The camera work and editing executed in City of God, help enhance viewer’s experience and add meaning to the action that is unfolding. The editing in this scene includes an abundance of short shots from the beginning and longer shots as the scene unravels. This creates a rhythmic style and embodies the improvised lives of many hoodlums. The editing expresses the way hoodlums approach situations. They only react, they do not rationalize. Additionally, the unsteadiness of the camera shows the disorganization of their actions. In the beginning of the scene, Lil Z, his gang, and Steak n’ Fries are seen walking through the ally way, as the camera focuses on Steak n’ Fries; after, it cuts to The Runts, who are shown playfully conversing at several eye-level shots; the use of eye-level shots proves that The Runts share a mutual status. As they continue their conversation, the unsteady camera pans quickly to catch the reaction of a character. The shots are short and the pans and tilts are quick, in order to embody the pace of their conversation. The sudden cuts and parallel editing are used to allow the audience to be ahead of The Runts and instill anticipation.
Finally, Lil Z appears behind one of The Runts and after he slaps his head, the camera is immediately tilted to reveal Lil Z from a low-angle shot. Because of this, the status is now adjusted. As the children try to run away, they are shown from a high angle shot, which displays their fear and weakness. When two children fail to escape, they are shown, trapped, as they are surrounded by guns. There is a close-up of Lil Z’s profile when he asks the children where they wanted to be shot (hand or foot); the shot continues as the camera pans, following Steak n’ Fries, as he turns around and slowly walks away. A match-on-action edit reveals him from the front, walking away and out of the frame, showing the viewer his facial expression of disapproval. This action illustrates Steak n’ Fries’ morals, for he is walking away from what contradicts his ethics. The children are shot from a high angle, as they are terrified, helpless, and are forced to decide which body part they want shot. The camera tilts from the younger boy’s face to his hand, then pans to the older boy’s hands, and finally tilts to his face. This is done various times throughout this scene, as it is capturing a character’s action, reaction, decisions, and emotions. When Lil Z shoots the older boy’s foot, instead of his hands, the scene cuts to Steak n’ Fries’ reaction of empathy, and then cuts to the bloody foot of the younger boy. The camera zooms closer to the younger boy who is hysterically crying and clenching his wounded foot, which enhances the child’s suffering.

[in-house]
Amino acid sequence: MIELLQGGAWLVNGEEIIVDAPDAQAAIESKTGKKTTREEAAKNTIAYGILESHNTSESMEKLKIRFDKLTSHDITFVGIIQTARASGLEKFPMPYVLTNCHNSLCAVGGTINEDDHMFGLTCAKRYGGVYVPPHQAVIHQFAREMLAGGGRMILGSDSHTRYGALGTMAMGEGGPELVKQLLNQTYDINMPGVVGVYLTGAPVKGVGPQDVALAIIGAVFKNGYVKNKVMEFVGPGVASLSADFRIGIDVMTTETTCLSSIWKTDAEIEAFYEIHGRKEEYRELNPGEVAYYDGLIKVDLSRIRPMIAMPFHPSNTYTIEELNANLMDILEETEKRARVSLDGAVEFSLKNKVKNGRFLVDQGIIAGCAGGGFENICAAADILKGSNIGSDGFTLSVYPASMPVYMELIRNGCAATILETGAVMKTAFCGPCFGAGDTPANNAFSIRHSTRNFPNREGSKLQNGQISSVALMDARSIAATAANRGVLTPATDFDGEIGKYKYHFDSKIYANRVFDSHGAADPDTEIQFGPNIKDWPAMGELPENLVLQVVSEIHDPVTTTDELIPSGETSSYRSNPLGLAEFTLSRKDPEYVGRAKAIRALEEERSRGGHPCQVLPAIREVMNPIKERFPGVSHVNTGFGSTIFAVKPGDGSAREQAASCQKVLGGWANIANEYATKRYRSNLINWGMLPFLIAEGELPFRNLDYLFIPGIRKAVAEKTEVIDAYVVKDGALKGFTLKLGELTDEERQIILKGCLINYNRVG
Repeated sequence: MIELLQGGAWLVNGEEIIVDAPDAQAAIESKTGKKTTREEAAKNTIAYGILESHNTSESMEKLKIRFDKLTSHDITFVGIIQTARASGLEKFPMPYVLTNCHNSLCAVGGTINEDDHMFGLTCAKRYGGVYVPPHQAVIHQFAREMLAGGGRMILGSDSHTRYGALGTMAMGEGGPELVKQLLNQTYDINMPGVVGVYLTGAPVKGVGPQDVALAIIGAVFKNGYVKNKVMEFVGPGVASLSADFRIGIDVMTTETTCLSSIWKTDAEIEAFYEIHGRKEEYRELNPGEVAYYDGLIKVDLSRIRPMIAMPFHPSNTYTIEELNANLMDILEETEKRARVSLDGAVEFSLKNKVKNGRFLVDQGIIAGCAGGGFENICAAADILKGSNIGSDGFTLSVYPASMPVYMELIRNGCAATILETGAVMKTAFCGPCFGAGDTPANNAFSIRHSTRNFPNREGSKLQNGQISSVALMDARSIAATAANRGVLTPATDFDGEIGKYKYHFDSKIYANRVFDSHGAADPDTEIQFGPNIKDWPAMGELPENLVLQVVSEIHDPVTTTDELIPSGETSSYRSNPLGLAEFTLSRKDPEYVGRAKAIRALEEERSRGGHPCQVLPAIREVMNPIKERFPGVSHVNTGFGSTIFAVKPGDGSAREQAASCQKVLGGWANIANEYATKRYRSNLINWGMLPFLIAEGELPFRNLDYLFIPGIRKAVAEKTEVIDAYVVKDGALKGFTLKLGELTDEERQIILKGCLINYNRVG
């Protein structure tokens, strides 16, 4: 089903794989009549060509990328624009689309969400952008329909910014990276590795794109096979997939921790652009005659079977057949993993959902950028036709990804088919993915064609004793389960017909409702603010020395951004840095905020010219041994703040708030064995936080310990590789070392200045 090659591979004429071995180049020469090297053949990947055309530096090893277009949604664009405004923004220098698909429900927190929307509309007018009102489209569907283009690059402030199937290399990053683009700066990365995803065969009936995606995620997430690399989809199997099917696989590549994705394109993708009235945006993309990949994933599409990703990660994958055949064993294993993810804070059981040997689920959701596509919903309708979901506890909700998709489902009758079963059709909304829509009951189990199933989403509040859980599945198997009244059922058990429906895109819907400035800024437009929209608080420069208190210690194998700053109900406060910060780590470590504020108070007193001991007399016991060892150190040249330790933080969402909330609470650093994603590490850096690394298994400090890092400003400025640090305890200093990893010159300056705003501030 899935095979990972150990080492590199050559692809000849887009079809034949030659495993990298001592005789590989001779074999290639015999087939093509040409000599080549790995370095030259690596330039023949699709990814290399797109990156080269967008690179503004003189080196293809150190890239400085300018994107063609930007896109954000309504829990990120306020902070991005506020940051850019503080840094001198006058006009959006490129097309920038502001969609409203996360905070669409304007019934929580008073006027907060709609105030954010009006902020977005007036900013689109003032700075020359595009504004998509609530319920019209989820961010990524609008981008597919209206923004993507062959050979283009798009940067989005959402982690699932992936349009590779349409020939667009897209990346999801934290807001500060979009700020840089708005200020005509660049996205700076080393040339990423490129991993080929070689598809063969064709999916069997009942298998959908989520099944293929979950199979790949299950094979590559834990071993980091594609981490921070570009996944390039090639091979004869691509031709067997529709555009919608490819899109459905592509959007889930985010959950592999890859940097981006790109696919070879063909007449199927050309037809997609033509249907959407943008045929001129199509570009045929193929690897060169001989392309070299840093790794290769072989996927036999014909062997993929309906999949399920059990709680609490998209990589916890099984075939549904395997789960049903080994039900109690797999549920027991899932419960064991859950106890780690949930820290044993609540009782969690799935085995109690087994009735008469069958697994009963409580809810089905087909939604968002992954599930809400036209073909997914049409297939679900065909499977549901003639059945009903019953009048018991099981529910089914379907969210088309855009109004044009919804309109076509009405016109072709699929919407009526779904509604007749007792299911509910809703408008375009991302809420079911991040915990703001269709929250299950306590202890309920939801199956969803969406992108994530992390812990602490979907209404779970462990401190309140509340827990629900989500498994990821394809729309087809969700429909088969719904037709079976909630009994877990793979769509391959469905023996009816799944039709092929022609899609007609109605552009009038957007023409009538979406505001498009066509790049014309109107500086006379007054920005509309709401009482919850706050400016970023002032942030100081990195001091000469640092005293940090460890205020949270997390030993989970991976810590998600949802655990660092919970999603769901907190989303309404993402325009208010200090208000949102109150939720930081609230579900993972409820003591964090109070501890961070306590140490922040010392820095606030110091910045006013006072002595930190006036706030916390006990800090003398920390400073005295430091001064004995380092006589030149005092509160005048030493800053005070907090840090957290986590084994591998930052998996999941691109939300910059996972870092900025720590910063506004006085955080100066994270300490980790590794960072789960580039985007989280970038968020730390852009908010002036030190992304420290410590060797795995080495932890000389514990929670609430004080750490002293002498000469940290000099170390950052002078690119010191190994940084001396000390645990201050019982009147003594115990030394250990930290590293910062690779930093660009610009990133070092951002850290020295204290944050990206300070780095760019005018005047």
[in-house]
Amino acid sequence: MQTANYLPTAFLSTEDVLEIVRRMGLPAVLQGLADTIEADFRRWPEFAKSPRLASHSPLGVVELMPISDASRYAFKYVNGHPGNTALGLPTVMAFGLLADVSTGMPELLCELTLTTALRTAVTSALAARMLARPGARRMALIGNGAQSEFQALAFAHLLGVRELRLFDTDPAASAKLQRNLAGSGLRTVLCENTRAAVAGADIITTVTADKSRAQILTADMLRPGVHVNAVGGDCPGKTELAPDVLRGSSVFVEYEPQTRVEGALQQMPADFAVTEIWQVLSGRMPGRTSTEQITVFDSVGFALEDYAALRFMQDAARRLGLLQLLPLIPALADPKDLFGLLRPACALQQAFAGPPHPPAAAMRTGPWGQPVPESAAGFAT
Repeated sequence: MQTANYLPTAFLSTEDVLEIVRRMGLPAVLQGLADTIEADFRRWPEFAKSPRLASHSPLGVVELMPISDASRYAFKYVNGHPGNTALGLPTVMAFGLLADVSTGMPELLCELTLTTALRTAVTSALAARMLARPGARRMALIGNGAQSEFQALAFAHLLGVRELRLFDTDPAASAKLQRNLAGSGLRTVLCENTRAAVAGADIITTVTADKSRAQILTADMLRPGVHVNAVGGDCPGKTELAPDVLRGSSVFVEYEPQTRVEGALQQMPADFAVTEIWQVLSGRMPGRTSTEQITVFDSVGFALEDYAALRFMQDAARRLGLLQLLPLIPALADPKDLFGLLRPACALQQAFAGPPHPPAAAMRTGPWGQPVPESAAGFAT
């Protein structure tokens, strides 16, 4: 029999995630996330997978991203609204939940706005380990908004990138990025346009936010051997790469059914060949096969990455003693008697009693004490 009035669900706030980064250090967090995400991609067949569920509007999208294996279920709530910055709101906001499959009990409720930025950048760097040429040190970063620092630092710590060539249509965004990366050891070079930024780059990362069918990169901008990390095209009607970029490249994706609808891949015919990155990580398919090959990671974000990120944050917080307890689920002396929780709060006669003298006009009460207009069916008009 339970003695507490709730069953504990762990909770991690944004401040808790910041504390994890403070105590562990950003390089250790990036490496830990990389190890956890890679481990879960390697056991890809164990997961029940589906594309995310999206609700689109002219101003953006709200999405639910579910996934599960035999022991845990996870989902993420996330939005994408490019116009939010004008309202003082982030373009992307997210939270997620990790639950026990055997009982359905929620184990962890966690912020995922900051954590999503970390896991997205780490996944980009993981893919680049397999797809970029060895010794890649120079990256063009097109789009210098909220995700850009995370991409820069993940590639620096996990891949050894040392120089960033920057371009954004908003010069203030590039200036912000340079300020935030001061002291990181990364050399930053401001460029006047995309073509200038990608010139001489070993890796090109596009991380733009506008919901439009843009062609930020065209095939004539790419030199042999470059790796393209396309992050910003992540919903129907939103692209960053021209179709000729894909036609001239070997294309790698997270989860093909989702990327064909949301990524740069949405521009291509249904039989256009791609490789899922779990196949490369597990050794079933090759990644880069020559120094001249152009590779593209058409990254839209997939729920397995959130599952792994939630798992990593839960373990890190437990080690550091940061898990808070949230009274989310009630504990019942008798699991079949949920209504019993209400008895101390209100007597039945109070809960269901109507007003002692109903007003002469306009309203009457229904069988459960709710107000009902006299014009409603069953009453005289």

Now, Lil Z challenges Steak n’ Fries, after he gives him the power to kill one of the two children. Although Steak n’ Fries is shot from a low-angle, his expression seems apologetic, almost as if he is guilty of having this power. One sees the younger boy crying from a subjective POV shot (through Steak n’ Fries’ eyes), then one sees a close-up shot of Steak n’ Fries from an objective POV shot. The viewer can sense Steak n Fries’ emotion and ethical dilemma; Steak n’ Fries must make a decision. The duration of the shots and the practice of The Kuleshov Effect are used in this moment to heighten the suspense and intensify the emotion of the character. The shots become longer. The older boy is shown from an over-the-shoulder shot, which foreshadows Steak n’ Fries’ decision. The scene cuts to Steak n’ Fries, Lil Z, and two other hoodlums, and is shot from a low-angle; we see the direction in which Steak n’ Fries points the gun and the audience is aware, even if they did not see the action; While Lil Z makes the surviving boy limp home, we see Steak n’ Fries’ head and shoulder focused and the dead child from an over-the-shoulder shot; however, this time the child is out of focus. In that shot, the audience is able to perceive Steak n’ Fries’ anguish.